Karen Read’s lawyers want to change layout of Dedham courtroom before testimony, records show

DEDHAM, Mass. — Karen Read’s lawyers want to change the layout of the Dedham courtroom where her murder trial is taking place, court records show.

The defense, comprised of David Yannetti and Alan Jackson, has asked Norfolk Superior Court Judge Beverly Cannone to move the location of the jury box so jurors can clearly see the faces of witnesses when testimony begins, according to filings obtained by Boston 25 News.

Yannetti and Jackson argue in the filings that the current setup of the court “violates her [Karen Read] constitutional right to confrontation because numerous members of the jury will be unable to observe the faces of the witnesses who testify against her.”

The current setup of the court has the witness stand situated right next to the jury box. According to the court filings, at least six jurors will only be able to see the back of the witnesses’ heads during testimony.

Yannetti and Jackson are urging Cannone to adopt their newly proposed seating arrangement, and to illustrate their point, they included multiple photos of Yannetti seated at the witness stand from the vantage point of seats in the jury box.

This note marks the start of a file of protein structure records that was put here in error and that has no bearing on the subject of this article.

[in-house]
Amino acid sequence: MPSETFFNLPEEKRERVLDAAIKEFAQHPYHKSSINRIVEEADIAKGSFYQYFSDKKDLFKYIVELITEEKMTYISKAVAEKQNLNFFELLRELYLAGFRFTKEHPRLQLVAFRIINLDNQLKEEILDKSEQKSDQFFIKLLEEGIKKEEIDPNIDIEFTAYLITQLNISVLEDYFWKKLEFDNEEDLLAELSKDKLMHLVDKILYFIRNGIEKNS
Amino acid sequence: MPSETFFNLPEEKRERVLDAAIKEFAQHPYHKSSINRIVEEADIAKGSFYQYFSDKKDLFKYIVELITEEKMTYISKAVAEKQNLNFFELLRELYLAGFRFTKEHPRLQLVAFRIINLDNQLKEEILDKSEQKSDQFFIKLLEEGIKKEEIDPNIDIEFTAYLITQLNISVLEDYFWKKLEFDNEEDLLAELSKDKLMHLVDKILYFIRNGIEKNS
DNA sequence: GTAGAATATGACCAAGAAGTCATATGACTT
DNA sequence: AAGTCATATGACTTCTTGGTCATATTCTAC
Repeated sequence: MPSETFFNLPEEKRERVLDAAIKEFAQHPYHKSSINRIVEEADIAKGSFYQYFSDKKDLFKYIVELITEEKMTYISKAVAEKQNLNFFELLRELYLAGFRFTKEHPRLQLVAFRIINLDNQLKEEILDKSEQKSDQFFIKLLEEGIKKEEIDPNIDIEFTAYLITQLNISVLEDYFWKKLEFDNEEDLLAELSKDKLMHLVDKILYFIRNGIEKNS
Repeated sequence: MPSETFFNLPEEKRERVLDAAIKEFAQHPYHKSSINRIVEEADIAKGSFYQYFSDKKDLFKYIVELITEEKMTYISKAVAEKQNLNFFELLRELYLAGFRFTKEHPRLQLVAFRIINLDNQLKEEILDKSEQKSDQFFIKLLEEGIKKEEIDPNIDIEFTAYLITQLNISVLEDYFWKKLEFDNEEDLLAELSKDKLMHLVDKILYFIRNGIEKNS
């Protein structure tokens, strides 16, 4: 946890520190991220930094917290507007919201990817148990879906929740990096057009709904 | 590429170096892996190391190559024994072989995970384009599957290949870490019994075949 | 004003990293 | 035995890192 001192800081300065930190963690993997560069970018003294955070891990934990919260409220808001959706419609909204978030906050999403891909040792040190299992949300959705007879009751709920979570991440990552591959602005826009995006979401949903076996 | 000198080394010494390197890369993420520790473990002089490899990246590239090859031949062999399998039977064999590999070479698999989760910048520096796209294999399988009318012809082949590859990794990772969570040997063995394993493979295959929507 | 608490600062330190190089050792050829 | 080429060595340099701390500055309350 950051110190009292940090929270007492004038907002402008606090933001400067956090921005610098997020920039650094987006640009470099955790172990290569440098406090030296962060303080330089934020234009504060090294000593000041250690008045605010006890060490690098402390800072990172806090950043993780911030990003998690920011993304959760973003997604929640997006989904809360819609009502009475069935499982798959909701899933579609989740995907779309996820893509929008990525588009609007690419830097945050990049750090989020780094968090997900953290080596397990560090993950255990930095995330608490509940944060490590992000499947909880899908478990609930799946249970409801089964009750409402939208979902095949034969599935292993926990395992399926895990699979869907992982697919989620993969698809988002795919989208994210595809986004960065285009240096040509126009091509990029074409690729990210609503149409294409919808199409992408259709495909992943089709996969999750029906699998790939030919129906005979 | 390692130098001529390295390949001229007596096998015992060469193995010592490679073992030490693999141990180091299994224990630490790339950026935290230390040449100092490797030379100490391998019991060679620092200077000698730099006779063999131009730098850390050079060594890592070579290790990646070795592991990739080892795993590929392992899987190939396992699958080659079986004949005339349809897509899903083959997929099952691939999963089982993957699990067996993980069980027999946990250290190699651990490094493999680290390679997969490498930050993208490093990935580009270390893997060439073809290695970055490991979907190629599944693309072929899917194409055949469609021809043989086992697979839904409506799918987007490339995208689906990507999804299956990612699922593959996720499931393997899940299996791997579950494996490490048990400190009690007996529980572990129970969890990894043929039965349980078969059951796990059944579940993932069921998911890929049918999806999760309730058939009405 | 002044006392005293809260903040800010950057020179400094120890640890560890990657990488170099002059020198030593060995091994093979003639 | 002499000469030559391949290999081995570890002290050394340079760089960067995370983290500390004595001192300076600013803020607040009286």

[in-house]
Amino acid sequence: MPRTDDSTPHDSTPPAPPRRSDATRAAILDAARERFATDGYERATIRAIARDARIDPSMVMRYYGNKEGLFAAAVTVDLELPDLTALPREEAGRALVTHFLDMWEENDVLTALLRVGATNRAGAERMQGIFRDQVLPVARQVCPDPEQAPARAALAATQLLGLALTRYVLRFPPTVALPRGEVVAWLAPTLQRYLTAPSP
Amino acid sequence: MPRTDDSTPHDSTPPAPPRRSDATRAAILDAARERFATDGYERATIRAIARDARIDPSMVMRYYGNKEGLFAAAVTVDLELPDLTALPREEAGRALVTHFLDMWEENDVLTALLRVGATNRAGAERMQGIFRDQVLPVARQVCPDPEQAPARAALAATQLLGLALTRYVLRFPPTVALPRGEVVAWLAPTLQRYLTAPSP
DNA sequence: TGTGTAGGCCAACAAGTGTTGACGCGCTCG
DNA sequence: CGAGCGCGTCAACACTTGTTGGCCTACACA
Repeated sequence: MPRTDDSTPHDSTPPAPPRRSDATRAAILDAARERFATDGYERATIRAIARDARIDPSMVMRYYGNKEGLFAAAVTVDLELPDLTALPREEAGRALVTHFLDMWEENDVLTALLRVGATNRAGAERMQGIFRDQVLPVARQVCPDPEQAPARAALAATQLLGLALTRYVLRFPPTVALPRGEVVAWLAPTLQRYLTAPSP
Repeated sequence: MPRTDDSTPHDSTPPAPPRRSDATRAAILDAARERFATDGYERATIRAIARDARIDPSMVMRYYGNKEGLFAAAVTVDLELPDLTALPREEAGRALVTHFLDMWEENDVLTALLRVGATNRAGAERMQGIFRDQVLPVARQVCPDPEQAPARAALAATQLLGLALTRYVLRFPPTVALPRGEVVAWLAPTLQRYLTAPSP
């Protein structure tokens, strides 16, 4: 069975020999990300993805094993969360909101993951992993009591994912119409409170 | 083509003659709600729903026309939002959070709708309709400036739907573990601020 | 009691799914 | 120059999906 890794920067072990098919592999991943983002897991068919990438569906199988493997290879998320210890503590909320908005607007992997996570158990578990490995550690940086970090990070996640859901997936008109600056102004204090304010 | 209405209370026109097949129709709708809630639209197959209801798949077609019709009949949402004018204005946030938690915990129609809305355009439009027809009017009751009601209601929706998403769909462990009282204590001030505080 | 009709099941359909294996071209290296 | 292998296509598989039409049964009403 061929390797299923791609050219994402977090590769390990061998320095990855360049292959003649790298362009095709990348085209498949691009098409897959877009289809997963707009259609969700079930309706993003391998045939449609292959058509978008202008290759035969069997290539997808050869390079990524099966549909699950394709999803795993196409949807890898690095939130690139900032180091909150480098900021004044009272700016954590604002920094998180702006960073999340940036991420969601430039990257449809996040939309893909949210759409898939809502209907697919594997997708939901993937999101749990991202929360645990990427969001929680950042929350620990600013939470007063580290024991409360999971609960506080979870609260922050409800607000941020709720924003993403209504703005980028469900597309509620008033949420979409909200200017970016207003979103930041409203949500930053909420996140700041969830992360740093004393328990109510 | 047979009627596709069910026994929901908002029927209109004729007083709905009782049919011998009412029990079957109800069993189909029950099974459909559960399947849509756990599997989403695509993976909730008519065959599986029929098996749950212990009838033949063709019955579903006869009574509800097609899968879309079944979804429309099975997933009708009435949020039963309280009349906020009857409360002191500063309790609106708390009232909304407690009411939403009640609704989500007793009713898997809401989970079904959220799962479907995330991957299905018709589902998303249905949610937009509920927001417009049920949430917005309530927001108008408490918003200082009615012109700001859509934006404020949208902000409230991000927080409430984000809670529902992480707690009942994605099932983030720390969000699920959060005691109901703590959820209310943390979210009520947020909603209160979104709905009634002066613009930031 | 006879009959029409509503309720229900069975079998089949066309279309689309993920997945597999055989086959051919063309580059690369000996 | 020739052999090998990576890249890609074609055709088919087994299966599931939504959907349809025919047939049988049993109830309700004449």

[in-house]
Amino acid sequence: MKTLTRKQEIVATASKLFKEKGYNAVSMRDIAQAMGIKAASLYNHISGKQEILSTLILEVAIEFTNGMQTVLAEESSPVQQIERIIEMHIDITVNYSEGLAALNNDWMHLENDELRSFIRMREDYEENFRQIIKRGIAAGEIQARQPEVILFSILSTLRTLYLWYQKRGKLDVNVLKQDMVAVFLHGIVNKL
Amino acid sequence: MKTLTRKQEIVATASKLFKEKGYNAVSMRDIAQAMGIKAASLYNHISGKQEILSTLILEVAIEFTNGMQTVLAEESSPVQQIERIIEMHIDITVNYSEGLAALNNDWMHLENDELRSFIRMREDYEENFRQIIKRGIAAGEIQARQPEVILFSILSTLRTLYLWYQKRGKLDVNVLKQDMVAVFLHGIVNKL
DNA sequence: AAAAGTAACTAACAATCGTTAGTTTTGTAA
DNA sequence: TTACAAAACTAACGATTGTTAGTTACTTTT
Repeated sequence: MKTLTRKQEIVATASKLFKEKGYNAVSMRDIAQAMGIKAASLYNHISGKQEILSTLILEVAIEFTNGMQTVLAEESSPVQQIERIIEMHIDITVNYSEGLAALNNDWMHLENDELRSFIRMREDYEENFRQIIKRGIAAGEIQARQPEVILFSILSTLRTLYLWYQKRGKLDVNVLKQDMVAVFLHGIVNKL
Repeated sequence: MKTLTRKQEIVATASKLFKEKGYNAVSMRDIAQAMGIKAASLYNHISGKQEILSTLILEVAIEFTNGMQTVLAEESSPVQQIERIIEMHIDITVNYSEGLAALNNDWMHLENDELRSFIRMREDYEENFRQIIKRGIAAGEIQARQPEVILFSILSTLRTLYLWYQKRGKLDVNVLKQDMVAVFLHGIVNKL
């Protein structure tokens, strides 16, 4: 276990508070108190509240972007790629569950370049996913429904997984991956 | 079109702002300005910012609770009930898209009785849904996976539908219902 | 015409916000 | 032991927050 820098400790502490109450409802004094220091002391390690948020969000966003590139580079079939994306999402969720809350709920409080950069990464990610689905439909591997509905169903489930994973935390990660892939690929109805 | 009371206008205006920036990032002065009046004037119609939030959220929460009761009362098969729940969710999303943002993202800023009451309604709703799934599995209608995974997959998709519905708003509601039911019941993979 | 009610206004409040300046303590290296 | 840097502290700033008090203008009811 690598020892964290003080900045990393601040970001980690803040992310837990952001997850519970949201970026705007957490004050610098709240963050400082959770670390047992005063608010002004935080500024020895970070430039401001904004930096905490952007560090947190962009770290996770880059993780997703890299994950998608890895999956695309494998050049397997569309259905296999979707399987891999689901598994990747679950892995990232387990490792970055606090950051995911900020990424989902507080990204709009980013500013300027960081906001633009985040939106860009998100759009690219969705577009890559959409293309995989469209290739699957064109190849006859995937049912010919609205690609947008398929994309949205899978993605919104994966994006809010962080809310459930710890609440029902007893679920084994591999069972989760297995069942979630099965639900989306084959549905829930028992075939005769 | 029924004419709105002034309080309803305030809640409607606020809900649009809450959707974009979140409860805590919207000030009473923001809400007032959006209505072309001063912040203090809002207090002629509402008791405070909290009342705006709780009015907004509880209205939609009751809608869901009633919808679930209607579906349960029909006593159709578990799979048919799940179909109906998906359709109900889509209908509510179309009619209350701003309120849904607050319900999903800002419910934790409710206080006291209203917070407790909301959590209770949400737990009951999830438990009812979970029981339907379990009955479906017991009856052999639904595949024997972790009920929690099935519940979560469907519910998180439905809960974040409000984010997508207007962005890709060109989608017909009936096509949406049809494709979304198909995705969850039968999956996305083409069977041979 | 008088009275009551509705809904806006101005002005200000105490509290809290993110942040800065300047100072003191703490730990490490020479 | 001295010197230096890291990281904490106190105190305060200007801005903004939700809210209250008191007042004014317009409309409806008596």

In the photos included in the filings, Yannetti’s face is not visible at all from juror chairs No. 9 and No. 10. Juror chair No. 11 offers a partial view of his face, while his face is visible from the side in chair No. 12.

The prosecution plans to call as many as 87 witnesses when testimony begins, including 23 members of law enforcement. The defense has submitted 77 potential witnesses including John O’Keefe’s father and Norfolk District Attorney Michael Morrissey.

Read, 44, of Mansfield, is charged with running down O’Keefe, her Boston police officer boyfriend, and leaving him to die in a blizzard in the town of Canton on Jan. 29, 2022.

She has pleaded not guilty to charges of second-degree murder, motor vehicle manslaughter, and leaving the scene of a collision in connection with O’Keefe’s death.

Read’s defense has argued that she is being framed and that O’Keefe was beaten and attacked by a dog inside the home of another Boston police officer.

The jury selection process in Read’s trial remains incomplete after three days. Twelve jurors are in place but four alternates still need to be seated.

Jurors have been filling out a form of 29 questions – wanting to know if they’ve ever been involved in a march or demonstration showing support for law enforcement or demonstrations against law enforcement.

Jury selection is slated to resume on Monday morning.

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